With more storyline twists and turns than a cheaply produced TV series, the drama-filled $9.8 billion (€9 billion) state aid package can finally be transferred to Lufthansa’s pockets, as the company’s shareholders approved the stabilization measures on June 25, 2020.

Lufthansa Group is set to receive the biggest bailout amongst its competitors in Europe, as the group will exchange $9.8 billion (€9 billion) of stabilization measures, including silent capital contributions and state-guaranteed loans, in exchange for a 20% stake at the company. 

Furthermore, the European Commission ruled that the Frankfurt-based airline group will have to give up slots in its two main hubs, Frankfurt Airport (FRA) and Munich Airport (MUC), and base fewer aircraft in Germany, if it wants the European authorities’ approval of the state aid package.

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The seemingly never-ending saga of Lufthansa's state aid might be finally coming to an end: both the executive and supervisory board approved the adjusted European Commission measures in order for the group to receive the $9.8 billion package.
 

Shareholder revolt

Initially, not everyone was happy with the stabilization measures and the strings attached to them. The largest single shareholder within the German airline Heinz-Hermann Thiele publicly denounced the state aid package and the trade-off that Lufthansa had to make in order to get the capital injection.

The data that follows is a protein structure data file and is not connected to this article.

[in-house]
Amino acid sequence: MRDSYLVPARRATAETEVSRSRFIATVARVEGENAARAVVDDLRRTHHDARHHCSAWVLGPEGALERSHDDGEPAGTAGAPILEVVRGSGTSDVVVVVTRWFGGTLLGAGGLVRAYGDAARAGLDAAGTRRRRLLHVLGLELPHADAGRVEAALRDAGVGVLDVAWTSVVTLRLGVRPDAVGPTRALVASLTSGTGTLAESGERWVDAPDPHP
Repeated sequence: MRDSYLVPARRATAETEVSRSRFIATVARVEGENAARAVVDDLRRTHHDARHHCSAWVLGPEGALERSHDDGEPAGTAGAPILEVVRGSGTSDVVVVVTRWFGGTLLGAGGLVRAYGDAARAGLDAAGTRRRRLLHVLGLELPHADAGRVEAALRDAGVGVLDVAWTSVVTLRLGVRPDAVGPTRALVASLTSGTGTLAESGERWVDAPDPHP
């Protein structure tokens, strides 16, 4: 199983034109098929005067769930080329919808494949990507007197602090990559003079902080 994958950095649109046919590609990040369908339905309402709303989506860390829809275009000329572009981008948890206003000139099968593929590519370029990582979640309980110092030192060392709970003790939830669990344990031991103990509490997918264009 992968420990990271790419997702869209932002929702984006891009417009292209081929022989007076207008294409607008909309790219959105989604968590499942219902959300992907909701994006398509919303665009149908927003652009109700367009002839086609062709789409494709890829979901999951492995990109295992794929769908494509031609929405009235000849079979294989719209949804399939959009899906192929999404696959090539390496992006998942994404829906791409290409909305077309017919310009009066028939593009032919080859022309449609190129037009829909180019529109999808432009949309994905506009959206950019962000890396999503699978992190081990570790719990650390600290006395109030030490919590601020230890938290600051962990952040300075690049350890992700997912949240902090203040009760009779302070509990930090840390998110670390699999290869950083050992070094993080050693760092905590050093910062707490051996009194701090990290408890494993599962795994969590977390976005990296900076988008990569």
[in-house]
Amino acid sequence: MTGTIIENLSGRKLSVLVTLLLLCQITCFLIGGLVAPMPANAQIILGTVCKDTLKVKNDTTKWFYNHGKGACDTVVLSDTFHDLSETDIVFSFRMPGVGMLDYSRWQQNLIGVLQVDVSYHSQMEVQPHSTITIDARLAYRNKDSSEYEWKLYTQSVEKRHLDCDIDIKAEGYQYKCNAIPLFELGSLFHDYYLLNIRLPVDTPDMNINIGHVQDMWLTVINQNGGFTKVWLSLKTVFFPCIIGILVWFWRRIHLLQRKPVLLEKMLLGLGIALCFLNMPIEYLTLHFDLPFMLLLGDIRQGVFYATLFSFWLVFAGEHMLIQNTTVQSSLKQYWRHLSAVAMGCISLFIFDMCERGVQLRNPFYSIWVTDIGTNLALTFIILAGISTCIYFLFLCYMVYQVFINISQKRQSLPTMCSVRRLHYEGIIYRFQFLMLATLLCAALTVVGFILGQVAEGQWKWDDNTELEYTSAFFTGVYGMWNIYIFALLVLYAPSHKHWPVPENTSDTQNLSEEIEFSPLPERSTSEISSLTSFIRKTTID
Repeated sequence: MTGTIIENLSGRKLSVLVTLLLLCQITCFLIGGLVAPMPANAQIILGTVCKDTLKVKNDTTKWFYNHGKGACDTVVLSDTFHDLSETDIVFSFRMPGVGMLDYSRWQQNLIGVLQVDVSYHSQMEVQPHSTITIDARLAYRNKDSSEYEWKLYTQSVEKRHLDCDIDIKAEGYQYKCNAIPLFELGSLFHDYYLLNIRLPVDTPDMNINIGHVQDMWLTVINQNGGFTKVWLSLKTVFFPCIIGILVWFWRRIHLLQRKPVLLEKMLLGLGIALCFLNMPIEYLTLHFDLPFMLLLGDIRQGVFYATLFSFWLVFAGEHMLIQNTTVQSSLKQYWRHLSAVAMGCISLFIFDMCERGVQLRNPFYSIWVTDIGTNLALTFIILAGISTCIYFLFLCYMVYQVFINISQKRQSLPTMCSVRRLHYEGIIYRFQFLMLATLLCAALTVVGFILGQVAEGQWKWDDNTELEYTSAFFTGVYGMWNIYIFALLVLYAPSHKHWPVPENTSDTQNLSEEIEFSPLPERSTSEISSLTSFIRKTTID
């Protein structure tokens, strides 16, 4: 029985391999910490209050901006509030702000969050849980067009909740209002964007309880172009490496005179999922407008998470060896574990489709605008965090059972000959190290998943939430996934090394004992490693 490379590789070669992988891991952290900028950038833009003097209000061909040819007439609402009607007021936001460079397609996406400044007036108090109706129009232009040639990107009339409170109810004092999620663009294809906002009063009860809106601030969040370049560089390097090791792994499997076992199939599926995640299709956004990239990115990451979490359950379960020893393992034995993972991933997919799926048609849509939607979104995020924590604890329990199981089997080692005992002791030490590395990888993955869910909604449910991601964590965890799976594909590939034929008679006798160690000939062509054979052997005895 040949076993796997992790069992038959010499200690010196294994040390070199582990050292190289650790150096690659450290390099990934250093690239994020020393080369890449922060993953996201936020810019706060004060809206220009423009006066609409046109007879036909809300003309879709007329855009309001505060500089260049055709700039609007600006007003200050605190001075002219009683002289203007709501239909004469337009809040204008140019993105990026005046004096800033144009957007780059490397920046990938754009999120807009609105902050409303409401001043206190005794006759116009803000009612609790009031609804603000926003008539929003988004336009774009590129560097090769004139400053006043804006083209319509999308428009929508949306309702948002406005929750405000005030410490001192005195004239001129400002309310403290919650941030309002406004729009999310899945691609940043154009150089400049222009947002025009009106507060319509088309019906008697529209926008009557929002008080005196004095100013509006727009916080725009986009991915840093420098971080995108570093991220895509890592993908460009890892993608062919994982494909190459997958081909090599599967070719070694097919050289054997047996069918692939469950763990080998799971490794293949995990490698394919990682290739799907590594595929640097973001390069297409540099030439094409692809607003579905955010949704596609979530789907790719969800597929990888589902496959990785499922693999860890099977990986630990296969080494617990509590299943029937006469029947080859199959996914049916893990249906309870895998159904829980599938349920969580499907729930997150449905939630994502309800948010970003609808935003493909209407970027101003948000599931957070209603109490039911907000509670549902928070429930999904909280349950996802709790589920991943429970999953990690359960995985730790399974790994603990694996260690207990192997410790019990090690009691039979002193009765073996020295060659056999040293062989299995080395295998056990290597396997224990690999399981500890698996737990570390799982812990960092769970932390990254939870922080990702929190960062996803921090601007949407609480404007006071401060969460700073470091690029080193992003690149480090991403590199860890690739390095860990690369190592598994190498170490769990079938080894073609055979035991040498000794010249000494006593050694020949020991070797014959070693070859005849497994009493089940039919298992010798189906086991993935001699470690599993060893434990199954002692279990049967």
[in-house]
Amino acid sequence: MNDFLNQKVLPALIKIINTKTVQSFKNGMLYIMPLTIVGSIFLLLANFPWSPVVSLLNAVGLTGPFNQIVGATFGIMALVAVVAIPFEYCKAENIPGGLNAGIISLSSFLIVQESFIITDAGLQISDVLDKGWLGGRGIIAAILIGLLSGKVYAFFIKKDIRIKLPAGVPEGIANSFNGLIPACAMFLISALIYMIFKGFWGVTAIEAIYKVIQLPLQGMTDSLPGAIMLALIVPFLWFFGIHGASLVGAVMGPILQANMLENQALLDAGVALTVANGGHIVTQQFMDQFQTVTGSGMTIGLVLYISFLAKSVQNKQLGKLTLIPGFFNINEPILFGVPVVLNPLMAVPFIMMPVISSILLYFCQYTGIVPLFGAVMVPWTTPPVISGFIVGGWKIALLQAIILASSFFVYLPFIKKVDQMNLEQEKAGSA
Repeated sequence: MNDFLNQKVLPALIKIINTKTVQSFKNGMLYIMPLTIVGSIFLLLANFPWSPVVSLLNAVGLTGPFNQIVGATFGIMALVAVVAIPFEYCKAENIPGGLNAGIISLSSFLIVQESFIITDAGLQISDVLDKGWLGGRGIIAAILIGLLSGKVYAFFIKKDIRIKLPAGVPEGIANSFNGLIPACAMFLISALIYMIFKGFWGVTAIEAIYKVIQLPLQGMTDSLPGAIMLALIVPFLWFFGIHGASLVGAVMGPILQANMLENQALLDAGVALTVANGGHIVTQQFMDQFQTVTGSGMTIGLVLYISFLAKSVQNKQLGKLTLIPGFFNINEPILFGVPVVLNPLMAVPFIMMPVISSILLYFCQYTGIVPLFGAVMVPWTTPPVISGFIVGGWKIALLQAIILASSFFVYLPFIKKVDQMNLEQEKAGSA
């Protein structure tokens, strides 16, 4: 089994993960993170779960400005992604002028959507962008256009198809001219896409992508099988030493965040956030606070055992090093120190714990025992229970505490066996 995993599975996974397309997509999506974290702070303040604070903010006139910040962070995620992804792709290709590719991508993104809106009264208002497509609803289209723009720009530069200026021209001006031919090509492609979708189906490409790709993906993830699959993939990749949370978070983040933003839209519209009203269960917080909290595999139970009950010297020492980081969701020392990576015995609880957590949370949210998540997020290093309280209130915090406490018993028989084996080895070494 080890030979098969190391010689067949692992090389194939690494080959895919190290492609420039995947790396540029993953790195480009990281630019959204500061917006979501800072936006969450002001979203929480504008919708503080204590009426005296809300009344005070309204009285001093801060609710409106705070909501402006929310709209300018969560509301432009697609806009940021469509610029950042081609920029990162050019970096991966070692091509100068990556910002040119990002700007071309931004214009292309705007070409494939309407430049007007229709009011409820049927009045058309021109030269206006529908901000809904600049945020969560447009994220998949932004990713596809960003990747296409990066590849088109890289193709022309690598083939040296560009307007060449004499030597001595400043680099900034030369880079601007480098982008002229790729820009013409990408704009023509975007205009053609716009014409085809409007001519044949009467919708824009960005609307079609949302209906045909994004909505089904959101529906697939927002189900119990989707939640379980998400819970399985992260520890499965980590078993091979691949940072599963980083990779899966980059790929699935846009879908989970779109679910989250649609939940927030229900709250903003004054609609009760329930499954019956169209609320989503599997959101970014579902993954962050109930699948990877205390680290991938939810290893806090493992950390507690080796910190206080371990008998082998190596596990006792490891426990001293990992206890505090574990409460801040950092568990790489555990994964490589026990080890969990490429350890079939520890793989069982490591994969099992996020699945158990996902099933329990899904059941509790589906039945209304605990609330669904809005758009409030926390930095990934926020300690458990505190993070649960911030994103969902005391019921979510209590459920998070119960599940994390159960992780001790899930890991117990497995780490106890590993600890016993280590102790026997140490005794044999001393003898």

Thiele believed that Carsten Spohr, the chairman of the company, was not transparent in disclosing all options available to the airline group. In response, Lufthansa warned that without state aid, it might need to enter protective shield proceedings, a procedure similar to Chapter 11 Bankruptcy in the United States. The bankruptcy could have been the result of a low shareholder turnout at the general meeting and Thiele’s public disapproval.

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Despite the approval of the supervisory and executive boards regarding the state aid package, Lufthansa, seemingly might fail to clear its last hurdle: its shareholders. The airline group has warned that if shareholders do not grant approval for the stabilization package, it might enter insolvency proceedings.
 

Trimming fat

Despite the $9.8 billion (€9 billion) of additional liquidity, Lufthansa entered into negotiations with trade unions to lower its costs further. While at the beginning UFO, a German flight attendant union, described that the company has 26,000 jobs too many, the final number landed at 22,000. The airline’s own pilots offered concessions to the carrier, cutting their salaries by up to 45%, saving the airline up to $400 million (€350 million).

On June 24, 2020, the aforementioned UFO union joined the group’s pilots and offered concessions worth up to $561 million (€500 million). In exchange for job security during the coronacrisis, the flight attendants’ union will see their flying hours reduced, pay increase suspended, and lower contribution to the company’s pension program.

“The agreement that has now been reached for Lufthansa cabin staff provides the urgently needed job security,” stated UFO chief negotiator Nicoley Baublies, as the concession package placed Lufthansa’s and its union’s “social partnership on a new and visible foundation,” added Baublies.

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Ryanair, which has been highly critical of the state aid package that Lufthansa is set to receive, threatens to go to court if the European Commission does not reverse its decision to approve the capital injection into Lufthansa.